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Why does my dog smell so bad?

 by yunus on 07 Mar 2017 |
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We all love our dogs, but not necessarily their doggy smells. While some pets simply enjoy eating, romping or rolling in foul things, bad odors can also be a sign of serious health problems in your pet. Knowing the source of your dog’s bad smell, then, is important in ensuring your companion stays healthy.
 
Wet dogs certainly have a bad odor, but that’s completely normal. Tiny organisms, such as yeast and bacteria, live in your dog’s hair and adding water releases more of their smelly compounds. While wet-dog smell is common, there are skin conditions that can cause a foul odor to come from your pet’s skin. Dermatitis, a chronic condition associated with allergies, can cause inflammation and malodors, especially in breeds with wrinkled skin. To prevent infections, wash your pet regularly or use baby wipes to cleanse his skin folds.
 
Dog breath can also be a sign something’s wrong with your pet. While a smelly mouth makes sense if Fido has just feasted on rotten fish, bad breath that crops up out of nowhere or is long-lasting can be a sign your pet has an internal infection. Gum disease, tooth infections and cavities are obvious culprits, but kidney disease and diabetes can also cause bad breath. A pet with kidney failure will have breath with an ammonia-like odor, while those with diabetes are more likely to have a sweet, almost fruity aroma to their breath. If you dog has any of these symptoms, or you see red, swollen or bleeding gums, take him to the veterinarian immediately to diagnose the problem.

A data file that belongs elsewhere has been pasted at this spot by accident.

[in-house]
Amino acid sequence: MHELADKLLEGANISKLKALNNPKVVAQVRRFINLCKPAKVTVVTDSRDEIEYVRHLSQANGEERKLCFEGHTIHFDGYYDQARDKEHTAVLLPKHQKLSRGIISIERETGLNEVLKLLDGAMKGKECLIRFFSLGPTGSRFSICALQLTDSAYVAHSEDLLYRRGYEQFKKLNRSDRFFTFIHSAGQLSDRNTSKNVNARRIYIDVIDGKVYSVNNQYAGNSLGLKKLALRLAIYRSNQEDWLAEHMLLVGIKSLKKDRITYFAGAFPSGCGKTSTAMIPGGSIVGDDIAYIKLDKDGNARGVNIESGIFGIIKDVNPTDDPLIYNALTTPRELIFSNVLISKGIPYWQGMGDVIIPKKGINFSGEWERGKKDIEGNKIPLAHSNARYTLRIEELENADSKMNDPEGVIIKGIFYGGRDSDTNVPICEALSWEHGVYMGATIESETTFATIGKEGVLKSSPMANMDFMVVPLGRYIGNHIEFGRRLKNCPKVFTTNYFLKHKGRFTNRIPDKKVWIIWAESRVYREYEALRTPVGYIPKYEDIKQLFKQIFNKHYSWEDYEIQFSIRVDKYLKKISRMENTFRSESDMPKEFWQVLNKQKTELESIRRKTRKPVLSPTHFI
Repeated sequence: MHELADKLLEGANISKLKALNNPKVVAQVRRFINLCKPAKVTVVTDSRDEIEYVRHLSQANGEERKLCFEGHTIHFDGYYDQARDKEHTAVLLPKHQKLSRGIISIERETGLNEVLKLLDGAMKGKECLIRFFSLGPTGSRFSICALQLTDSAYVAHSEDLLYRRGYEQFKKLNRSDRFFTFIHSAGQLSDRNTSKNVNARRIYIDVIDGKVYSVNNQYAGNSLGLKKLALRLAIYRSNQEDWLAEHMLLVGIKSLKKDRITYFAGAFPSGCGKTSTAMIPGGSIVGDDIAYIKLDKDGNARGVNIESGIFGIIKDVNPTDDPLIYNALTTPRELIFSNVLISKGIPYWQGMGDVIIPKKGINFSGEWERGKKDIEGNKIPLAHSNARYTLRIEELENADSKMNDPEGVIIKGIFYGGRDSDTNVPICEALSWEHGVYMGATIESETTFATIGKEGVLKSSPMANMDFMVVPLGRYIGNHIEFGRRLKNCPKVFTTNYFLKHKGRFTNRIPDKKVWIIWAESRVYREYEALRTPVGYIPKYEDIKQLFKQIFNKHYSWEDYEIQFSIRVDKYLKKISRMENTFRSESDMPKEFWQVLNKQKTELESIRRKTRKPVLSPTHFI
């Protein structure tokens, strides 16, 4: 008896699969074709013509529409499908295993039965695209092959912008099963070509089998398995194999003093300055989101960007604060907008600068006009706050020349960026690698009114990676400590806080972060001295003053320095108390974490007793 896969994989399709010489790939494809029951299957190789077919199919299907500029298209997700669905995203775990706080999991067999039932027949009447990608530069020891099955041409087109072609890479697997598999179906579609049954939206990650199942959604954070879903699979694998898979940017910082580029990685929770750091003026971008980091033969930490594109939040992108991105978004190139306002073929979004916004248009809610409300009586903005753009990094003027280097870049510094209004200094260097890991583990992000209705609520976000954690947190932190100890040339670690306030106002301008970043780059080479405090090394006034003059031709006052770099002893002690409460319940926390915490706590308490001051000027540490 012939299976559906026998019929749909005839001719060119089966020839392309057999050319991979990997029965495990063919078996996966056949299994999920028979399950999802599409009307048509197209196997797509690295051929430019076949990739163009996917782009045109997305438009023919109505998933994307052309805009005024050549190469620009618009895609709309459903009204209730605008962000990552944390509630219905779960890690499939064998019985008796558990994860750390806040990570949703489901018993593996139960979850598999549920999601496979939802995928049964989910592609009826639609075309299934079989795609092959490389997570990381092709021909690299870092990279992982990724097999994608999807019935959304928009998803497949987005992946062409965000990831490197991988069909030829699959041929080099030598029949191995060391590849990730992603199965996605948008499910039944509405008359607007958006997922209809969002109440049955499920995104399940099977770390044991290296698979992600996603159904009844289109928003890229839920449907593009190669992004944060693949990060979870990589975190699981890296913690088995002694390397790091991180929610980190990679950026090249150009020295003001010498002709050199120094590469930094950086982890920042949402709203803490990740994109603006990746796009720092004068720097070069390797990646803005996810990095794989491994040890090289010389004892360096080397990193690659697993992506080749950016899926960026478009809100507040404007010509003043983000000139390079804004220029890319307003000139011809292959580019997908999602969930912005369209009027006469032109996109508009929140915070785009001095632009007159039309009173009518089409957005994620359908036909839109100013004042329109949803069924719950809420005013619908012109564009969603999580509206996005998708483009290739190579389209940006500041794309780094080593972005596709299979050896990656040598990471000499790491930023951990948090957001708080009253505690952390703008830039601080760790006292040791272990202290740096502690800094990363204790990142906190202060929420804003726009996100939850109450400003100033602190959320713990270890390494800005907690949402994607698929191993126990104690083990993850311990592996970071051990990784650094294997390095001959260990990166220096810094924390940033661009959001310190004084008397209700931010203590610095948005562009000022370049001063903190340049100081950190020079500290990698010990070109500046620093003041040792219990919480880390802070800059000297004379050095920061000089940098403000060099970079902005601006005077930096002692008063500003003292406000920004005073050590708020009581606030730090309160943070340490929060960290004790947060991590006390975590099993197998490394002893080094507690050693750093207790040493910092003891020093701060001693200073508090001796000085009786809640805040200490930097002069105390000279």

If your dog’s stench is emanating from the other end, he may simply have bad gas— but prolonged flatulence can also be a sign something’s wrong with your pet. If his gas persists, take your pet to the veterinarian to ensure his problems are not health- or diet-related. If he simply has a lingering odor, however, your pet may be suffering from impacted or infected anal sacs. The walls of these sacs are lined with glands and fill up with a foul-smelling substance, which is normally excreted when a dog uses the bathroom. When this system is compromised, it can lead to a horrible smell. Your veterinarian can examine your dog and manually expel the fluid from these sacs if he is suffering from gland-related problems.
 
If Fido is healthy, there are several ways to ensure he stays smelling fresh. Wash him regularly— about once a month, depending on the breed— and brush his coat when he’s shedding to remove odor-causing dead skin cells and hair. Invest in dry shampoo or use baby power between baths to help absorb any lingering odors to keep your pet smelling his best.

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